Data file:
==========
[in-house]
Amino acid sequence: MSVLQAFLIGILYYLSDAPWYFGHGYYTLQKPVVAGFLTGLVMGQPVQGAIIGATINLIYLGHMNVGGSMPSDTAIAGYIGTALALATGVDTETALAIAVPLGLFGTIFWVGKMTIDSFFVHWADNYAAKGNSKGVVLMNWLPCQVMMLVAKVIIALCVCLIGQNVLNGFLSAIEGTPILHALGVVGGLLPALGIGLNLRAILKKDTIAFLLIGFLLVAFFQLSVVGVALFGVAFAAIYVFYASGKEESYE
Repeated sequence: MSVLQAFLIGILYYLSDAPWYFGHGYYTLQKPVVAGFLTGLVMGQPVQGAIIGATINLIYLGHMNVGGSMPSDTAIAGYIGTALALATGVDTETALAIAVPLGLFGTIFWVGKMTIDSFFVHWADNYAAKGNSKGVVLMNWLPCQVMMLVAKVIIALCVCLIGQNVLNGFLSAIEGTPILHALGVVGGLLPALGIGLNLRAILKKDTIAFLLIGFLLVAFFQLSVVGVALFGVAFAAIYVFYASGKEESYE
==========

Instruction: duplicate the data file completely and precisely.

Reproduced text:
[in-house]
Amino acid sequence: MSVLQAFLIGILYYLSDAPWYFGHGYYTLQKPVVAGFLTGLVMGQPVQGAIIGATINLIYLGHMNVGGSMPSDTAIAGYIGTALALATGVDTETALAIAVPLGLFGTIFWVGKMTIDSFFVHWADNYAAKGNSKGVVLMNWLPCQVMMLVAKVIIALCVCLIGQNVLNGFLSAIEGTPILHALGVVGGLLPALGIGLNLRAILKKDTIAFLLIGFLLVAFFQLSVVGVALFGVAFAAIYVFYASGKEESYE
Repeated sequence: MSVLQAFLIGILYYLSDAPWYFGHGYYTLQKPVVAGFLTGLVMGQPVQGAIIGATINLIYLGHMNVGGSMPSDTAIAGYIGTALALATGVDTETALAIAVPLGLFGTIFWVGKMTIDSFFVHWADNYAAKGNSKGVVLMNWLPCQVMMLVAKVIIALCVCLIGQNVLNGFLSAIEGTPILHALGVVGGLLPALGIGLNLRAILKKDTIAFLLIGFLLVAFFQLSVVGVALFGVAFAAIYVFYASGKEESYE